Personally, I’m sorry for the way that things have turned out, especially for Emergent Village. The early EV gatherings were such wonderful affairs for so many of us who were questioning, questing for something that we just weren’t finding in the evangelical megachurch environment of the late ’80s and ’90s. It’s not the only thing that developed out of that longing: Guder’s The Missional Church also came out in 1998 and sparked the missional movement that has attracted(sic!) so many of us. We’ve also seen the growth of the neoReformed movement with all of its different iterations: Kuyperian neoCalvinism up in Toronto, for example, or Doug Wilson’s classical approach in Idaho, and the Piper-Mohler connection that has sucked Driscoll into never-never-(let a woman in the pulpit)-land.

    Still, the emerging conversation feels less like it has dead ended and more like it has graduated from high school. Now everyone is heading off in their own directions, leaving behind the drama of our enforced interaction with one another. Driscoll hangs out with Piper these days, Pagitt is running for political office, McClaren seems to have transcended the conversation altogether to something I can’t even figure out yet. Tony Jones has stepped down from Emergent Village, which seems to be losing steam, while Dan Kimball and Scot McKnight are working on starting a network of their own that, it seems, seeks to avoid all the left-leaning theological speculation that has hammered EV. And Andy Jones… well God love him, I think Andy Jones may be the most stable member of the bunch (despite his ebullient review of Tickle’s The Great Emergence ๐Ÿ™‚ ).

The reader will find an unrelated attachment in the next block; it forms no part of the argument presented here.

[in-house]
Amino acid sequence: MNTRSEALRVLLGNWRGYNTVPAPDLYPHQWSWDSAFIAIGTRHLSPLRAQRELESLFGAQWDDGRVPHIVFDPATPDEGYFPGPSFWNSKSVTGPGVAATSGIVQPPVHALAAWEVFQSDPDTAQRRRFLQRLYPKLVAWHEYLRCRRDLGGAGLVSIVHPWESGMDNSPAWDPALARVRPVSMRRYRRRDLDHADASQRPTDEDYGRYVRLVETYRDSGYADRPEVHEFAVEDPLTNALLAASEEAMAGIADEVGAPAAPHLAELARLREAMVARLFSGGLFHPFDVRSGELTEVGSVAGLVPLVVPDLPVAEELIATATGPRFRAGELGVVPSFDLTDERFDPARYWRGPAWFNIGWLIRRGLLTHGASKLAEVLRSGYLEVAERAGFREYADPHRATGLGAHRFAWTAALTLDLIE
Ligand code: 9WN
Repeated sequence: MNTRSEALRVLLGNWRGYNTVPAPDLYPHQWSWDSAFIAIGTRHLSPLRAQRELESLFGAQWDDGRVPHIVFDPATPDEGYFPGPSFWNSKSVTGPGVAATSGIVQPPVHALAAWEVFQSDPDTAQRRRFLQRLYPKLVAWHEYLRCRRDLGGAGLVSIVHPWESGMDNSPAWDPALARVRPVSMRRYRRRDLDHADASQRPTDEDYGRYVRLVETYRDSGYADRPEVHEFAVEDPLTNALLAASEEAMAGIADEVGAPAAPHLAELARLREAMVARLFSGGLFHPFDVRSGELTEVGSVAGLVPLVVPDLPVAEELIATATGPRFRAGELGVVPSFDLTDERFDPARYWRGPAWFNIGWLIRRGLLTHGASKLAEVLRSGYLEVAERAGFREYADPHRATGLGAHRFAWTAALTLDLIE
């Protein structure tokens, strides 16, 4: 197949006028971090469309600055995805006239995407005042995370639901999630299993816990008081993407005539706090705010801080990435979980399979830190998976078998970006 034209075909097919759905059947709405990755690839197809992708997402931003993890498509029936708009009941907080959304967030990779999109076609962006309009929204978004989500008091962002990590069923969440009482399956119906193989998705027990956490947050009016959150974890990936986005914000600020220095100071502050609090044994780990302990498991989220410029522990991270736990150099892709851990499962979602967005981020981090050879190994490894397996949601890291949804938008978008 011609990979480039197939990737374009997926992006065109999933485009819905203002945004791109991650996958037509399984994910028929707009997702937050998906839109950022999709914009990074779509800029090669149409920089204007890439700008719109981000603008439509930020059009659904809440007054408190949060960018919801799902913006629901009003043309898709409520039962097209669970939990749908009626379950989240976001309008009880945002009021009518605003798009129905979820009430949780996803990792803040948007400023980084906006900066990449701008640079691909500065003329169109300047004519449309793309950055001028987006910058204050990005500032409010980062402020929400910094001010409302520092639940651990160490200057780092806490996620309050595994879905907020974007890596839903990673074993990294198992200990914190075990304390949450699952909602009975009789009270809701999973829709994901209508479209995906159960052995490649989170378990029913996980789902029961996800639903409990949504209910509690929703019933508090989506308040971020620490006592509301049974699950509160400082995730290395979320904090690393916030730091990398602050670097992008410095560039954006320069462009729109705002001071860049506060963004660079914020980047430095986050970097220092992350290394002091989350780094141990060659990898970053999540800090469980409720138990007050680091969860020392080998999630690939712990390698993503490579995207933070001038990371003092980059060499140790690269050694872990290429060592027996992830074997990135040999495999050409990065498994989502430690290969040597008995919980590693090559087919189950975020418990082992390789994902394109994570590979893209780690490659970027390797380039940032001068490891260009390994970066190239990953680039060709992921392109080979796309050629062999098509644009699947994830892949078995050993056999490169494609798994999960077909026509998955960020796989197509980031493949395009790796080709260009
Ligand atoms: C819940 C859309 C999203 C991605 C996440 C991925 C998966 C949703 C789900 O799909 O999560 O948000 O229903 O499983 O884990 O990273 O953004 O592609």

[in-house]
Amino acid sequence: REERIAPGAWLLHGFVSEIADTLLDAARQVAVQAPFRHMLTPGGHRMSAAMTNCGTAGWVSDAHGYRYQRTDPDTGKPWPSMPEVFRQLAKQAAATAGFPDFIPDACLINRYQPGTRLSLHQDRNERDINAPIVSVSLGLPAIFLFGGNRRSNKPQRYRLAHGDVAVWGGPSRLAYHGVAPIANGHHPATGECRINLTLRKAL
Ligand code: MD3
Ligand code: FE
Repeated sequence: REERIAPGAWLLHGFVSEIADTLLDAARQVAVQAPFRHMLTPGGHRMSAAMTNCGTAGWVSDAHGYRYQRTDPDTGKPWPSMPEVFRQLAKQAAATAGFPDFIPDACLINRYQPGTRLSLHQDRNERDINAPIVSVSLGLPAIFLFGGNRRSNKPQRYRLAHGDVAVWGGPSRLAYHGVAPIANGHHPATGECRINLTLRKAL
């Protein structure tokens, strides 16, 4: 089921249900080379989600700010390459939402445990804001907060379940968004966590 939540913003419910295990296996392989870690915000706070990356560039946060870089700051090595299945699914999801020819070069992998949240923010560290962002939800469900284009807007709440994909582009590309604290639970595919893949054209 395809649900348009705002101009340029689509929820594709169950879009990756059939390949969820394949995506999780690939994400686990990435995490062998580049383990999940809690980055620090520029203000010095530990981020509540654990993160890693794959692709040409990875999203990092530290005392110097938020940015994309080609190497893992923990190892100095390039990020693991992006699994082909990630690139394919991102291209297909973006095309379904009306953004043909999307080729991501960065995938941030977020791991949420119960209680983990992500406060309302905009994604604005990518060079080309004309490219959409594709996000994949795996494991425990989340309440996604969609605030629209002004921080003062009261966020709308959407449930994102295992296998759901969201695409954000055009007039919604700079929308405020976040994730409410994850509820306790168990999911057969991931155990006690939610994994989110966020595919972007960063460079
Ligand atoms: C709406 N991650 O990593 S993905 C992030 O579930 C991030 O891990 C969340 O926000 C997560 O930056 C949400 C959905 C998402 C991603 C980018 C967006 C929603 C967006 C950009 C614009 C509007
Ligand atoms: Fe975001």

I hope that, years from now, we will be able to say that the emerging conversation was like a seedpod that burst and sent seeds in every direction to look for good ground. God willing, what has been healthy will take root and grow, while the rest will die off.

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  5. Bill,

    Agreed. At the end of the day, the emerging movement will be pulled into the eddies of the existing currents of Christianity already dominating our scene: liberalism, Pentecostal/charismatic evangelicalism, and a growing reformed evangelicalism. What remains to be answered is what will happen to the present seeker-sensitive megachurch movement, which is unattached to any historical movement but is presently so dominant.

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  6. Isn’t that the best kind of “movement,” though? The one that gets people talking — and acting — and then accepts its death? Puts itself out of work? Birth and death are natural parts of life, not least spiritual life. Just because EV folded or the emerging conversation wanes or whatever doesn’t mean the movement isn’t going to influence future evangelicalism.

    Plus, I must add that there are those out here practicing “emergent Christianity” who never joined EV, never put a logo on their blogs, never went to a conference, and avoided self-descriptions who ARE impacting the future landscape of faith in Christ. It is precisely their (perhaps “our”) willingness to throw off that which hinders (in this case, the personality cult that the EC turned into…) that is the reason for this.

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What do you think?